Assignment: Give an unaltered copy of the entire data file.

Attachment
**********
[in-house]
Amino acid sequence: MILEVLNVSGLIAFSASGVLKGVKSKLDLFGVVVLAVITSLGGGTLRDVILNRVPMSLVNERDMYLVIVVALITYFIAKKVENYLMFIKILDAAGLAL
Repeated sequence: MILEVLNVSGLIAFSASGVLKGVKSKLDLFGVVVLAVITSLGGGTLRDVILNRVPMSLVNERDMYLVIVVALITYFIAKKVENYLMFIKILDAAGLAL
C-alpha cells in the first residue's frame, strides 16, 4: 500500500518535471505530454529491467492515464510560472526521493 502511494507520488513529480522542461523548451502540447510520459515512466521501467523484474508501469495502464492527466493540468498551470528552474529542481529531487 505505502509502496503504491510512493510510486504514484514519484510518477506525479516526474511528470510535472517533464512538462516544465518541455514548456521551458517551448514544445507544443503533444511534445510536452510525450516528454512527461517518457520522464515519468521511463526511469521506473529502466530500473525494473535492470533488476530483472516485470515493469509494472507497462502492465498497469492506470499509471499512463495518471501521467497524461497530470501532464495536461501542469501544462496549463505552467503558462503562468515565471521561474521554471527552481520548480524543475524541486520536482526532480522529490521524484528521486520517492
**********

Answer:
[in-house]
Amino acid sequence: MILEVLNVSGLIAFSASGVLKGVKSKLDLFGVVVLAVITSLGGGTLRDVILNRVPMSLVNERDMYLVIVVALITYFIAKKVENYLMFIKILDAAGLAL
Repeated sequence: MILEVLNVSGLIAFSASGVLKGVKSKLDLFGVVVLAVITSLGGGTLRDVILNRVPMSLVNERDMYLVIVVALITYFIAKKVENYLMFIKILDAAGLAL
C-alpha cells in the first residue's frame, strides 16, 4: 500500500518535471505530454529491467492515464510560472526521493 502511494507520488513529480522542461523548451502540447510520459515512466521501467523484474508501469495502464492527466493540468498551470528552474529542481529531487 505505502509502496503504491510512493510510486504514484514519484510518477506525479516526474511528470510535472517533464512538462516544465518541455514548456521551458517551448514544445507544443503533444511534445510536452510525450516528454512527461517518457520522464515519468521511463526511469521506473529502466530500473525494473535492470533488476530483472516485470515493469509494472507497462502492465498497469492506470499509471499512463495518471501521467497524461497530470501532464495536461501542469501544462496549463505552467503558462503562468515565471521561474521554471527552481520548480524543475524541486520536482526532480522529490521524484528521486520517492